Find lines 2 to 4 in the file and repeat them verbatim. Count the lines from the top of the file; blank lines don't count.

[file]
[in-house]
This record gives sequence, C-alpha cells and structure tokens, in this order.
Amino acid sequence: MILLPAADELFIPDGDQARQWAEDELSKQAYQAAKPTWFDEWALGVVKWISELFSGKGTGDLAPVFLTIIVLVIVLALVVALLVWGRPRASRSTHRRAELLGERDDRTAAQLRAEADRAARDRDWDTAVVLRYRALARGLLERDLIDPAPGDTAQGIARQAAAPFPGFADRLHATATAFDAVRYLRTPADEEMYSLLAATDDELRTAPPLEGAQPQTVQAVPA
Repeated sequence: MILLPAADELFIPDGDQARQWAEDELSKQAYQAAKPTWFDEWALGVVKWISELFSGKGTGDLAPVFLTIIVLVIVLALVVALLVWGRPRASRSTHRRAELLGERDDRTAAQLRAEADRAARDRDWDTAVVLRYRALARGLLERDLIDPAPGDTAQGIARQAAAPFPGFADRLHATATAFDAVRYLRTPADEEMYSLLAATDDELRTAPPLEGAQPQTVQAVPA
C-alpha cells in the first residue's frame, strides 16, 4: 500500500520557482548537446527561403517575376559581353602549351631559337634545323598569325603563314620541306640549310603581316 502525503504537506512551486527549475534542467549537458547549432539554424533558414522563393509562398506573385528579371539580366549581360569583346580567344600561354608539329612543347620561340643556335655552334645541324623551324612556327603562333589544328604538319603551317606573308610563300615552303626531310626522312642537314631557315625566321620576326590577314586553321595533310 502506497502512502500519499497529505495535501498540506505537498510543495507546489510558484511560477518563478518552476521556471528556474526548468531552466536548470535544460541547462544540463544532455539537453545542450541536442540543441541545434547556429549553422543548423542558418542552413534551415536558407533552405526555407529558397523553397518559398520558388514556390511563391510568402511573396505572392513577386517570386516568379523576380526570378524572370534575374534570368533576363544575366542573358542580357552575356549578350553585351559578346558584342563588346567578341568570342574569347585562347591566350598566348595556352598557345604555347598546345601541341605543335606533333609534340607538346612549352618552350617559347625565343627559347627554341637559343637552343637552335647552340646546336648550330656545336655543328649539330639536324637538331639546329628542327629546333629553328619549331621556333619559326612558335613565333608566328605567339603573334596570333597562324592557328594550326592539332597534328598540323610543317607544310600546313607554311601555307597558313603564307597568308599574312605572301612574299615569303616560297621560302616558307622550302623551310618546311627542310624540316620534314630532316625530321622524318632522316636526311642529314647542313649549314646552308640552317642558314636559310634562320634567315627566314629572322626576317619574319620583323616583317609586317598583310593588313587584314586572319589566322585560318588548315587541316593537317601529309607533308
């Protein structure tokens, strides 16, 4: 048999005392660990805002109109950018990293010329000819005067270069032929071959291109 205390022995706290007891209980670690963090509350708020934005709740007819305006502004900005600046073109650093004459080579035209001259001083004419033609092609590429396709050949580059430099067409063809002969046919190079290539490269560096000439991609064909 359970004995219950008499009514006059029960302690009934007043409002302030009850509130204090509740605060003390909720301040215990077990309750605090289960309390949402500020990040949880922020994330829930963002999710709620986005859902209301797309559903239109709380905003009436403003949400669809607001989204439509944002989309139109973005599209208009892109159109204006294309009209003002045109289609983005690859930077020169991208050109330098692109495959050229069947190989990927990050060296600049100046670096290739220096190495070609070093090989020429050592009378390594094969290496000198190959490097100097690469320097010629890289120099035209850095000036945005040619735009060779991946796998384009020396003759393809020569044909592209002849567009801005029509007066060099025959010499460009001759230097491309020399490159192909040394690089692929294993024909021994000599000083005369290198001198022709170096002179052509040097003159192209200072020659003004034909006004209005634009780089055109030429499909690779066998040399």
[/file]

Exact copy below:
This record gives sequence, C-alpha cells and structure tokens, in this order.
Amino acid sequence: MILLPAADELFIPDGDQARQWAEDELSKQAYQAAKPTWFDEWALGVVKWISELFSGKGTGDLAPVFLTIIVLVIVLALVVALLVWGRPRASRSTHRRAELLGERDDRTAAQLRAEADRAARDRDWDTAVVLRYRALARGLLERDLIDPAPGDTAQGIARQAAAPFPGFADRLHATATAFDAVRYLRTPADEEMYSLLAATDDELRTAPPLEGAQPQTVQAVPA
Repeated sequence: MILLPAADELFIPDGDQARQWAEDELSKQAYQAAKPTWFDEWALGVVKWISELFSGKGTGDLAPVFLTIIVLVIVLALVVALLVWGRPRASRSTHRRAELLGERDDRTAAQLRAEADRAARDRDWDTAVVLRYRALARGLLERDLIDPAPGDTAQGIARQAAAPFPGFADRLHATATAFDAVRYLRTPADEEMYSLLAATDDELRTAPPLEGAQPQTVQAVPA